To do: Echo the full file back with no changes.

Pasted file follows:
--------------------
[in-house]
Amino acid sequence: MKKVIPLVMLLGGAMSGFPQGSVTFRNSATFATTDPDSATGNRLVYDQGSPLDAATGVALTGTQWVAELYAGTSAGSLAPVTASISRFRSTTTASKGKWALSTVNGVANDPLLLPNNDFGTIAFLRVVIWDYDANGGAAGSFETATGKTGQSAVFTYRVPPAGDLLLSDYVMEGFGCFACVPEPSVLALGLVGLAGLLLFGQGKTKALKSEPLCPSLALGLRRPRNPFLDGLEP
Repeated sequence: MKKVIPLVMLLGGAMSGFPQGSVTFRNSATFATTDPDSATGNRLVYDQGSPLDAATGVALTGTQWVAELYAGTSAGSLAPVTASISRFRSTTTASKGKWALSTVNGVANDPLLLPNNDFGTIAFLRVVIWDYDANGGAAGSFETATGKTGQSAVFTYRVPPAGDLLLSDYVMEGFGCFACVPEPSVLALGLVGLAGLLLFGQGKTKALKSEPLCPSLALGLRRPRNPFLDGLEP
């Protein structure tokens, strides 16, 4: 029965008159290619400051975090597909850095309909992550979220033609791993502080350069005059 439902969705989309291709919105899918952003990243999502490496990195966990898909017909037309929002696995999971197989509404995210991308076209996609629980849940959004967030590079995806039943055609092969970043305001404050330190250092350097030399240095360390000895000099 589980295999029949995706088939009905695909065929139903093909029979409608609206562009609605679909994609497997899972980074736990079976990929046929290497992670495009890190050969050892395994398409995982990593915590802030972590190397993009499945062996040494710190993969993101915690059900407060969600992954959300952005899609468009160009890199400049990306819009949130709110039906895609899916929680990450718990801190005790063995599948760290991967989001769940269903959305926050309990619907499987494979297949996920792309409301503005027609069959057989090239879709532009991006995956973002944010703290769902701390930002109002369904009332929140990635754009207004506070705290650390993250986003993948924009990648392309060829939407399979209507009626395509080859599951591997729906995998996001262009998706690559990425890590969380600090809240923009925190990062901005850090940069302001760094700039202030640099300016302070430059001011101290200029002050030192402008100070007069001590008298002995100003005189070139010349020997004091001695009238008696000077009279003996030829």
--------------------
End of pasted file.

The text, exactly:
[in-house]
Amino acid sequence: MKKVIPLVMLLGGAMSGFPQGSVTFRNSATFATTDPDSATGNRLVYDQGSPLDAATGVALTGTQWVAELYAGTSAGSLAPVTASISRFRSTTTASKGKWALSTVNGVANDPLLLPNNDFGTIAFLRVVIWDYDANGGAAGSFETATGKTGQSAVFTYRVPPAGDLLLSDYVMEGFGCFACVPEPSVLALGLVGLAGLLLFGQGKTKALKSEPLCPSLALGLRRPRNPFLDGLEP
Repeated sequence: MKKVIPLVMLLGGAMSGFPQGSVTFRNSATFATTDPDSATGNRLVYDQGSPLDAATGVALTGTQWVAELYAGTSAGSLAPVTASISRFRSTTTASKGKWALSTVNGVANDPLLLPNNDFGTIAFLRVVIWDYDANGGAAGSFETATGKTGQSAVFTYRVPPAGDLLLSDYVMEGFGCFACVPEPSVLALGLVGLAGLLLFGQGKTKALKSEPLCPSLALGLRRPRNPFLDGLEP
């Protein structure tokens, strides 16, 4: 029965008159290619400051975090597909850095309909992550979220033609791993502080350069005059 439902969705989309291709919105899918952003990243999502490496990195966990898909017909037309929002696995999971197989509404995210991308076209996609629980849940959004967030590079995806039943055609092969970043305001404050330190250092350097030399240095360390000895000099 589980295999029949995706088939009905695909065929139903093909029979409608609206562009609605679909994609497997899972980074736990079976990929046929290497992670495009890190050969050892395994398409995982990593915590802030972590190397993009499945062996040494710190993969993101915690059900407060969600992954959300952005899609468009160009890199400049990306819009949130709110039906895609899916929680990450718990801190005790063995599948760290991967989001769940269903959305926050309990619907499987494979297949996920792309409301503005027609069959057989090239879709532009991006995956973002944010703290769902701390930002109002369904009332929140990635754009207004506070705290650390993250986003993948924009990648392309060829939407399979209507009626395509080859599951591997729906995998996001262009998706690559990425890590969380600090809240923009925190990062901005850090940069302001760094700039202030640099300016302070430059001011101290200029002050030192402008100070007069001590008298002995100003005189070139010349020997004091001695009238008696000077009279003996030829």